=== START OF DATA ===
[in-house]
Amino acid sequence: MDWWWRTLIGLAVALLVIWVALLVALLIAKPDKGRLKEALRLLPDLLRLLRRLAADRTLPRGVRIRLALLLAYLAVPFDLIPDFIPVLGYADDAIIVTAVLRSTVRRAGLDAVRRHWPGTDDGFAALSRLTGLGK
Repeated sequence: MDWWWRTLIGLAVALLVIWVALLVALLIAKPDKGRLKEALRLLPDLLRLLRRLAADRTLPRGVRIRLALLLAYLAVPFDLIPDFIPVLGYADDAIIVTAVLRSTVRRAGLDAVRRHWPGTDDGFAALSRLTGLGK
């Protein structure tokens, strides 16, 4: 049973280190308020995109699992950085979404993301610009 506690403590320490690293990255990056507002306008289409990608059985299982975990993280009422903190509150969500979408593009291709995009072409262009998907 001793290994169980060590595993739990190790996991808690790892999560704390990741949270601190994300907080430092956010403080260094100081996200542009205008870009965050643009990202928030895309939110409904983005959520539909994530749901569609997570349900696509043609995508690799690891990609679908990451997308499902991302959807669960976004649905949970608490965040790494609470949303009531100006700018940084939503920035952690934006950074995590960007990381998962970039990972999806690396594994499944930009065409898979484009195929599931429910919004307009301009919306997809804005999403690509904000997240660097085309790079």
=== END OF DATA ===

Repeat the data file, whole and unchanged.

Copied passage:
[in-house]
Amino acid sequence: MDWWWRTLIGLAVALLVIWVALLVALLIAKPDKGRLKEALRLLPDLLRLLRRLAADRTLPRGVRIRLALLLAYLAVPFDLIPDFIPVLGYADDAIIVTAVLRSTVRRAGLDAVRRHWPGTDDGFAALSRLTGLGK
Repeated sequence: MDWWWRTLIGLAVALLVIWVALLVALLIAKPDKGRLKEALRLLPDLLRLLRRLAADRTLPRGVRIRLALLLAYLAVPFDLIPDFIPVLGYADDAIIVTAVLRSTVRRAGLDAVRRHWPGTDDGFAALSRLTGLGK
């Protein structure tokens, strides 16, 4: 049973280190308020995109699992950085979404993301610009 506690403590320490690293990255990056507002306008289409990608059985299982975990993280009422903190509150969500979408593009291709995009072409262009998907 001793290994169980060590595993739990190790996991808690790892999560704390990741949270601190994300907080430092956010403080260094100081996200542009205008870009965050643009990202928030895309939110409904983005959520539909994530749901569609997570349900696509043609995508690799690891990609679908990451997308499902991302959807669960976004649905949970608490965040790494609470949303009531100006700018940084939503920035952690934006950074995590960007990381998962970039990972999806690396594994499944930009065409898979484009195929599931429910919004307009301009919306997809804005999403690509904000997240660097085309790079």